Defendant first contends that the State failed to prove a crime under G.S. 14401.11(a)(2) because coffee is not a “food or eatable substance.” We disagree.
G.S. 14401.11(a) states that
It shall be unlawful for any person to knowingly distribute, sell, give away or otherwise cause to be placed in a position of human accessibility, any food or eatable substance which that person knows to contain:
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(2) Any controlled substance included in any schedule of the Controlled Substances Act.
*529Defendant’s argument that coffee is a “beverage” and not a “food or eatable substance” is unpersuasive.
The word “food” is a very general term and applies to all that is eaten for the nourishment of the body. . . . The term has been held to include . . . coffee grounds . . . and numerous other articles used for entering into the composition of, or intended as an ingredient in, the preparation of food for man.
35 Am. Jur. 2d Food § 1 (1967) (emphasis added). Implying that the mixture of coffee grounds and water does not create a food item pursuant to the statute is ridiculous. The legislature obviously intended for a beverage such as coffee to be included within the State’s definition of “food or an eatable substance.” Defendant’s argument is totally without merit.
 Defendant also contends that the trial court erred in allowing Brian Truitt to testify, in violation of the hearsay rule, that as defendant and Stephen Travis were leaving Truitt’s apartment, Stephen Travis stated “we are going to do this.” We disagree.
“A statement is admissible as an exception to the hearsay rule if it is offered against a party and it is ... a statement by a coconspirator of such party during the course and in furtherance of the conspiracy.” G.S. 8C-1, Rule 801(d)(E). Defendant argues that this statement was not “in furtherance of the conspiracy” and thus was inadmissible. Statements made in reassurance that the transaction which is the subject of the conspiracy will indeed occur are made in furtherance of the conspiracy. State v. Lipford, 81 N.C. App. 464, 344 S.E. 2d 307 (1986). Stephen Travis’s statement “we are going to do this” involves such reassurance. The trial court did not err in admitting the statement.
 Defendant next contends that “by permitting the District Attorney to argue, over objection, (A) His personal opinion that Brian Truitt was telling the truth and (B) His personal reasons, unsupported by the evidence, for granting concessions to both of the alleged codefendants, the trial court committed reversible error.” We disagree.
At trial, defendant objected to the following portion of the district attorney’s closing argument:
*530Now, Ladies and Gentlemen, you’re citizens of our community, and you have a right for public officials such as myself to give you an accounting of my activities. And let me ask you this, a few questions. If this case had happened and if you were charged with the responsibility of overseeing an investigation and trying to solve it, a crime so terrible as this, and if it got to the point where it appeared to you in order to solve a crime that the honest people, those who were altogether innocent, knew nothing, and that the confederacy of criminals must somehow be penetrated, then what would you have done? Would it have been reasonable for you to say among the three possibilities, Truitt, Phillips, or Travis, which one was most likely to be receptive to a grant of immunity?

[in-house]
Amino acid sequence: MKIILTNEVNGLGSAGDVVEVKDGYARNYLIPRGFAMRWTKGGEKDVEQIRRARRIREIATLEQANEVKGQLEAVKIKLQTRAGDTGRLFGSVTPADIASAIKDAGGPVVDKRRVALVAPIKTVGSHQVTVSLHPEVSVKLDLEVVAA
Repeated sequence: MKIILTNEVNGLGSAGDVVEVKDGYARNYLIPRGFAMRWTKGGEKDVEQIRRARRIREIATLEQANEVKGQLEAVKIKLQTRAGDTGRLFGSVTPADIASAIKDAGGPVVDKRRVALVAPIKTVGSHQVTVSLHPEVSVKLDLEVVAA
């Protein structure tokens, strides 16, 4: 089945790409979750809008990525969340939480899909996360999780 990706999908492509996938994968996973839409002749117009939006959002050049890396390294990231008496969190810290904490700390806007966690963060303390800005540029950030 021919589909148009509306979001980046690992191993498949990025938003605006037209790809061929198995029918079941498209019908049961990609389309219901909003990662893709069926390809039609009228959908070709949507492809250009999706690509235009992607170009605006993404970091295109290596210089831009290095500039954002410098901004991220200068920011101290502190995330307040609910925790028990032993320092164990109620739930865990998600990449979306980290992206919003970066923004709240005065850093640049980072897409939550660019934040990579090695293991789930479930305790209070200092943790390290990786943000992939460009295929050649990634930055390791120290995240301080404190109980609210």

Mr. Phillips has pleaded not guilty, in effect saying I didn’t do anything.
Mr. Travis said, I did part of it, but not all. Be the judge of what he says.
And the other person appeared receptive to come here and tell us things. I thought that was a valid consideration when this decision was made among the three possibilities, which person appeared more receptive. And I thought it was a legitimate thing for me to consider among the three possibilities, who is most likely to tell the truth, and I made a decision. That’s very much an issue now in something that you need to decide. Among the three possibilities, and there were only three, Truitt, Phillips, and Travis, who was most likely to tell the truth.
You have before you the comparison, the ability to compare what Travis said. You heard his testimony. We made a plea arrangement with him which in effect required him to come here, and I did so for several purposes, one of which I thought it very relevant that you hear from the Defendant, and the only way that I — I can’t make a Defendant testify, but the only way we can is let him plead to one, and testify truthfully, and it happened.
So you have now the basis of comparing. Do you believe Truitt more so than Travis? I made a decision based on how *531we — those of us who worked with this case, visualized who was most likely to tell the truth.